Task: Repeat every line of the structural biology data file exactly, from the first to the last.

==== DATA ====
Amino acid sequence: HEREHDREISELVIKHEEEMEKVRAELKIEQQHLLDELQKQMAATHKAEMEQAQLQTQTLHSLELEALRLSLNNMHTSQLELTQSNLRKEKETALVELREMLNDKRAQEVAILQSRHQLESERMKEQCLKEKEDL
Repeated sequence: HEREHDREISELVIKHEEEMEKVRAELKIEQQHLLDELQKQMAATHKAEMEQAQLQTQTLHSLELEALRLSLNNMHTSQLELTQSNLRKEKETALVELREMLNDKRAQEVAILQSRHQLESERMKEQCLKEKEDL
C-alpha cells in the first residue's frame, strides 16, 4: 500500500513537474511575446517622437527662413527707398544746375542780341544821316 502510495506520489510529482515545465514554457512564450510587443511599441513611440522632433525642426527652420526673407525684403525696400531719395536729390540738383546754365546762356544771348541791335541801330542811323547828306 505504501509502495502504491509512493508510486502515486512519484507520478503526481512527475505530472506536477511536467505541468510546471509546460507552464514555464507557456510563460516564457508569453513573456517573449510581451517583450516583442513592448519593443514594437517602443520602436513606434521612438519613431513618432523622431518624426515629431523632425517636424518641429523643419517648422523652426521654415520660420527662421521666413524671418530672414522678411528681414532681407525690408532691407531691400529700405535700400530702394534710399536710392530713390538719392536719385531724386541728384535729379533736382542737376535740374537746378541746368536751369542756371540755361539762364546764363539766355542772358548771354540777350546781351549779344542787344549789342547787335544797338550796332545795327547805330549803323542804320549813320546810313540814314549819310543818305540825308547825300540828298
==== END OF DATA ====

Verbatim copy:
Amino acid sequence: HEREHDREISELVIKHEEEMEKVRAELKIEQQHLLDELQKQMAATHKAEMEQAQLQTQTLHSLELEALRLSLNNMHTSQLELTQSNLRKEKETALVELREMLNDKRAQEVAILQSRHQLESERMKEQCLKEKEDL
Repeated sequence: HEREHDREISELVIKHEEEMEKVRAELKIEQQHLLDELQKQMAATHKAEMEQAQLQTQTLHSLELEALRLSLNNMHTSQLELTQSNLRKEKETALVELREMLNDKRAQEVAILQSRHQLESERMKEQCLKEKEDL
C-alpha cells in the first residue's frame, strides 16, 4: 500500500513537474511575446517622437527662413527707398544746375542780341544821316 502510495506520489510529482515545465514554457512564450510587443511599441513611440522632433525642426527652420526673407525684403525696400531719395536729390540738383546754365546762356544771348541791335541801330542811323547828306 505504501509502495502504491509512493508510486502515486512519484507520478503526481512527475505530472506536477511536467505541468510546471509546460507552464514555464507557456510563460516564457508569453513573456517573449510581451517583450516583442513592448519593443514594437517602443520602436513606434521612438519613431513618432523622431518624426515629431523632425517636424518641429523643419517648422523652426521654415520660420527662421521666413524671418530672414522678411528681414532681407525690408532691407531691400529700405535700400530702394534710399536710392530713390538719392536719385531724386541728384535729379533736382542737376535740374537746378541746368536751369542756371540755361539762364546764363539766355542772358548771354540777350546781351549779344542787344549789342547787335544797338550796332545795327547805330549803323542804320549813320546810313540814314549819310543818305540825308547825300540828298